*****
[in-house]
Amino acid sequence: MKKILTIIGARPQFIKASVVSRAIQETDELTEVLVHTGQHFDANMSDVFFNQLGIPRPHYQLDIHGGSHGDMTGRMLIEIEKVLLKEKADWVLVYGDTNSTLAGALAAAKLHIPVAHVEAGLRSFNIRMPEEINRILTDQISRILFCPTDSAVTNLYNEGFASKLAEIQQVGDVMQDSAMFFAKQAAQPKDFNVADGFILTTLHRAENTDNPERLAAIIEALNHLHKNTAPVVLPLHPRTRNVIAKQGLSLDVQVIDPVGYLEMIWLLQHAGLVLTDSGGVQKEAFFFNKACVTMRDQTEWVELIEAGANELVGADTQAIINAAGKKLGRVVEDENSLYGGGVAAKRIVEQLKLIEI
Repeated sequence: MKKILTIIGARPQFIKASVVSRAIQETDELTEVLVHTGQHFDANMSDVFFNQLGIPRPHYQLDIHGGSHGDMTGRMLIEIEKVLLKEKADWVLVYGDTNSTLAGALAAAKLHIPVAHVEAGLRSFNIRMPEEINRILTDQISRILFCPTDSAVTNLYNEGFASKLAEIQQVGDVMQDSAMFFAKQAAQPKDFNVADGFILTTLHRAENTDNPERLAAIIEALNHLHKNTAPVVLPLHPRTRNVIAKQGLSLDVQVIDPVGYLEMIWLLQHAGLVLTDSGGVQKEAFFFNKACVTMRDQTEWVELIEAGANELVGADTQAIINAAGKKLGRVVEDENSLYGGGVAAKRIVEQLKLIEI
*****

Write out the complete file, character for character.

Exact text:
[in-house]
Amino acid sequence: MKKILTIIGARPQFIKASVVSRAIQETDELTEVLVHTGQHFDANMSDVFFNQLGIPRPHYQLDIHGGSHGDMTGRMLIEIEKVLLKEKADWVLVYGDTNSTLAGALAAAKLHIPVAHVEAGLRSFNIRMPEEINRILTDQISRILFCPTDSAVTNLYNEGFASKLAEIQQVGDVMQDSAMFFAKQAAQPKDFNVADGFILTTLHRAENTDNPERLAAIIEALNHLHKNTAPVVLPLHPRTRNVIAKQGLSLDVQVIDPVGYLEMIWLLQHAGLVLTDSGGVQKEAFFFNKACVTMRDQTEWVELIEAGANELVGADTQAIINAAGKKLGRVVEDENSLYGGGVAAKRIVEQLKLIEI
Repeated sequence: MKKILTIIGARPQFIKASVVSRAIQETDELTEVLVHTGQHFDANMSDVFFNQLGIPRPHYQLDIHGGSHGDMTGRMLIEIEKVLLKEKADWVLVYGDTNSTLAGALAAAKLHIPVAHVEAGLRSFNIRMPEEINRILTDQISRILFCPTDSAVTNLYNEGFASKLAEIQQVGDVMQDSAMFFAKQAAQPKDFNVADGFILTTLHRAENTDNPERLAAIIEALNHLHKNTAPVVLPLHPRTRNVIAKQGLSLDVQVIDPVGYLEMIWLLQHAGLVLTDSGGVQKEAFFFNKACVTMRDQTEWVELIEAGANELVGADTQAIINAAGKKLGRVVEDENSLYGGGVAAKRIVEQLKLIEI